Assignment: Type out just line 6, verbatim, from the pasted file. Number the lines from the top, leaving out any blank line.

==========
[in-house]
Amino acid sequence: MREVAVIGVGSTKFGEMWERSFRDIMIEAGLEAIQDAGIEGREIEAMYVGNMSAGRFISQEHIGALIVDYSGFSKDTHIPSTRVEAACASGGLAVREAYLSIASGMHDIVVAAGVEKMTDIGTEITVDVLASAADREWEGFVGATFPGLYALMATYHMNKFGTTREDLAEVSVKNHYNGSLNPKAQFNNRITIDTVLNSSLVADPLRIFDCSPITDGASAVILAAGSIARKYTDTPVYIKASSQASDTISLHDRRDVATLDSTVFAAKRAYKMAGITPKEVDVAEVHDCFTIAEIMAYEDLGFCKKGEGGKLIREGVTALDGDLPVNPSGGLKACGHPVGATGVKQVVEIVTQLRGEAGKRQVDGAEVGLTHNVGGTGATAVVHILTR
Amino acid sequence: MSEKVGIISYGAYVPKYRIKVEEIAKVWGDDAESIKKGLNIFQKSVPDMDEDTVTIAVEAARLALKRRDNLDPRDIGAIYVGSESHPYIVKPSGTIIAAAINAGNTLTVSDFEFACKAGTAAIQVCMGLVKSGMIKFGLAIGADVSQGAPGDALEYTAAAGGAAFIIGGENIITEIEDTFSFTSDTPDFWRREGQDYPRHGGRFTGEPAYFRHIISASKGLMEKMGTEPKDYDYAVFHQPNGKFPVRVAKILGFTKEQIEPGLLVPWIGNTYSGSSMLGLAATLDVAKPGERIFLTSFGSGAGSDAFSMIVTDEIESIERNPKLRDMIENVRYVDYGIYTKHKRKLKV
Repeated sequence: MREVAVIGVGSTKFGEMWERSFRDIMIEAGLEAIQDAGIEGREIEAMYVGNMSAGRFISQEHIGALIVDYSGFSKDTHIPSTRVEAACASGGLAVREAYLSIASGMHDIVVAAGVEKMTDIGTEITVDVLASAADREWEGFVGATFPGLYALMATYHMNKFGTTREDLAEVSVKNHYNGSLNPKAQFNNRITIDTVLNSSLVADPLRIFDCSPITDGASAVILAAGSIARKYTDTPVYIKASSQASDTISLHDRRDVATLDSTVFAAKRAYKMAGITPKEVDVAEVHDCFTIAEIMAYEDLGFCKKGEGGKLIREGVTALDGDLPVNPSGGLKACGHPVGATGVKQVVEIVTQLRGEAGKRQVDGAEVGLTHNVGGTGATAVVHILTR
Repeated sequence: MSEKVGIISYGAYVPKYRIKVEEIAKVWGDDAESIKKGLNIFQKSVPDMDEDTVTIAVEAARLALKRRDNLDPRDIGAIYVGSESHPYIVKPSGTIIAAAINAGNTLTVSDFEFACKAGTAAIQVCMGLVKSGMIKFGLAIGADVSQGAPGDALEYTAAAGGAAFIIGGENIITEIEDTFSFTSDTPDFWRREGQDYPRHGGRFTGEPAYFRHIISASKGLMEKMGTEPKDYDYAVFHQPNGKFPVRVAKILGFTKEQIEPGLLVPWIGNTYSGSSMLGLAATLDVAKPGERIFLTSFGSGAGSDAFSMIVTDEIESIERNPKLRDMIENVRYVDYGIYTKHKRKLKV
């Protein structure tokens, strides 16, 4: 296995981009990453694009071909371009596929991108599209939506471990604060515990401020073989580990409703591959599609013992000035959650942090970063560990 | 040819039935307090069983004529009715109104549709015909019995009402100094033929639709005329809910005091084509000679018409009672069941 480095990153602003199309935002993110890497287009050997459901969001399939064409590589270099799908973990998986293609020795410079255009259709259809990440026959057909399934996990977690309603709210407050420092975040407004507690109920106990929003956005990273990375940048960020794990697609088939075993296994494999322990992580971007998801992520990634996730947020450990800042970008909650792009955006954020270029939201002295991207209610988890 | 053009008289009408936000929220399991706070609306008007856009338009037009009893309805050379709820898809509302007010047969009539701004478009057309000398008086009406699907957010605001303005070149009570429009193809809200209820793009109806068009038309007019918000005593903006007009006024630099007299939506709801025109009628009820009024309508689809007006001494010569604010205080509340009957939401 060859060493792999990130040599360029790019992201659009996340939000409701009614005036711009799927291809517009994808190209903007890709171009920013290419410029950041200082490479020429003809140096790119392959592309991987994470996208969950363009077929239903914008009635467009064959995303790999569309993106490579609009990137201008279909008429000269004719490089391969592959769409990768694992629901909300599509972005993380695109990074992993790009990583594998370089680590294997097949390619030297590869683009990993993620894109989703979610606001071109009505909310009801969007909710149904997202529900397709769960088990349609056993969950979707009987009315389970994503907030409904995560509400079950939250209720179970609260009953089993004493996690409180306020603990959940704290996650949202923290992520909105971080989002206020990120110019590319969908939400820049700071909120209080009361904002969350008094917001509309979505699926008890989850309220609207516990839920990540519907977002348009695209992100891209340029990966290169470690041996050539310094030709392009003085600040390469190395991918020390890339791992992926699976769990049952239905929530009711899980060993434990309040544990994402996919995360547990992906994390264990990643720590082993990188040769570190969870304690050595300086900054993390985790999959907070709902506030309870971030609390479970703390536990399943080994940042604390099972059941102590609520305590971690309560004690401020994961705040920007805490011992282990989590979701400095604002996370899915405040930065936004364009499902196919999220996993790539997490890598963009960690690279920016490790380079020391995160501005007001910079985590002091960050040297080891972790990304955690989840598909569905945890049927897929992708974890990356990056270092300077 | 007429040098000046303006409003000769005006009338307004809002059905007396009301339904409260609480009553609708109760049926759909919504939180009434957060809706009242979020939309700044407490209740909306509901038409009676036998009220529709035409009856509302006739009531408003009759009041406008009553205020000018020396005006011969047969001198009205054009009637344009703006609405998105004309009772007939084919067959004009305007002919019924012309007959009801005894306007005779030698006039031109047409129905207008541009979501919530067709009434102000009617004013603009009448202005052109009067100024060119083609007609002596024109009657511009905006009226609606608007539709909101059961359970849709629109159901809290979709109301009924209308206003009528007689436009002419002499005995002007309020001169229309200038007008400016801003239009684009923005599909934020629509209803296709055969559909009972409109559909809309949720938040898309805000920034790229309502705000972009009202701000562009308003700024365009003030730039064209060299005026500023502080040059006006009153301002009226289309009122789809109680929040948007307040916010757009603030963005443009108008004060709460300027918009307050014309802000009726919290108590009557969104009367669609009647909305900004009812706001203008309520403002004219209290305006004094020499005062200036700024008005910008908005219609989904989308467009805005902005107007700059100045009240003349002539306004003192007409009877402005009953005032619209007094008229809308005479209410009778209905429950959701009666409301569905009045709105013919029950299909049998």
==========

């Protein structure tokens, strides 16, 4: 296995981009990453694009071909371009596929991108599209939506471990604060515990401020073989580990409703591959599609013992000035959650942090970063560990 | 040819039935307090069983004529009715109104549709015909019995009402100094033929639709005329809910005091084509000679018409009672069941 480095990153602003199309935002993110890497287009050997459901969001399939064409590589270099799908973990998986293609020795410079255009259709259809990440026959057909399934996990977690309603709210407050420092975040407004507690109920106990929003956005990273990375940048960020794990697609088939075993296994494999322990992580971007998801992520990634996730947020450990800042970008909650792009955006954020270029939201002295991207209610988890 | 053009008289009408936000929220399991706070609306008007856009338009037009009893309805050379709820898809509302007010047969009539701004478009057309000398008086009406699907957010605001303005070149009570429009193809809200209820793009109806068009038309007019918000005593903006007009006024630099007299939506709801025109009628009820009024309508689809007006001494010569604010205080509340009957939401 060859060493792999990130040599360029790019992201659009996340939000409701009614005036711009799927291809517009994808190209903007890709171009920013290419410029950041200082490479020429003809140096790119392959592309991987994470996208969950363009077929239903914008009635467009064959995303790999569309993106490579609009990137201008279909008429000269004719490089391969592959769409990768694992629901909300599509972005993380695109990074992993790009990583594998370089680590294997097949390619030297590869683009990993993620894109989703979610606001071109009505909310009801969007909710149904997202529900397709769960088990349609056993969950979707009987009315389970994503907030409904995560509400079950939250209720179970609260009953089993004493996690409180306020603990959940704290996650949202923290992520909105971080989002206020990120110019590319969908939400820049700071909120209080009361904002969350008094917001509309979505699926008890989850309220609207516990839920990540519907977002348009695209992100891209340029990966290169470690041996050539310094030709392009003085600040390469190395991918020390890339791992992926699976769990049952239905929530009711899980060993434990309040544990994402996919995360547990992906994390264990990643720590082993990188040769570190969870304690050595300086900054993390985790999959907070709902506030309870971030609390479970703390536990399943080994940042604390099972059941102590609520305590971690309560004690401020994961705040920007805490011992282990989590979701400095604002996370899915405040930065936004364009499902196919999220996993790539997490890598963009960690690279920016490790380079020391995160501005007001910079985590002091960050040297080891972790990304955690989840598909569905945890049927897929992708974890990356990056270092300077 | 007429040098000046303006409003000769005006009338307004809002059905007396009301339904409260609480009553609708109760049926759909919504939180009434957060809706009242979020939309700044407490209740909306509901038409009676036998009220529709035409009856509302006739009531408003009759009041406008009553205020000018020396005006011969047969001198009205054009009637344009703006609405998105004309009772007939084919067959004009305007002919019924012309007959009801005894306007005779030698006039031109047409129905207008541009979501919530067709009434102000009617004013603009009448202005052109009067100024060119083609007609002596024109009657511009905006009226609606608007539709909101059961359970849709629109159901809290979709109301009924209308206003009528007689436009002419002499005995002007309020001169229309200038007008400016801003239009684009923005599909934020629509209803296709055969559909009972409109559909809309949720938040898309805000920034790229309502705000972009009202701000562009308003700024365009003030730039064209060299005026500023502080040059006006009153301002009226289309009122789809109680929040948007307040916010757009603030963005443009108008004060709460300027918009307050014309802000009726919290108590009557969104009367669609009647909305900004009812706001203008309520403002004219209290305006004094020499005062200036700024008005910008908005219609989904989308467009805005902005107007700059100045009240003349002539306004003192007409009877402005009953005032619209007094008229809308005479209410009778209905429950959701009666409301569905009045709105013919029950299909049998």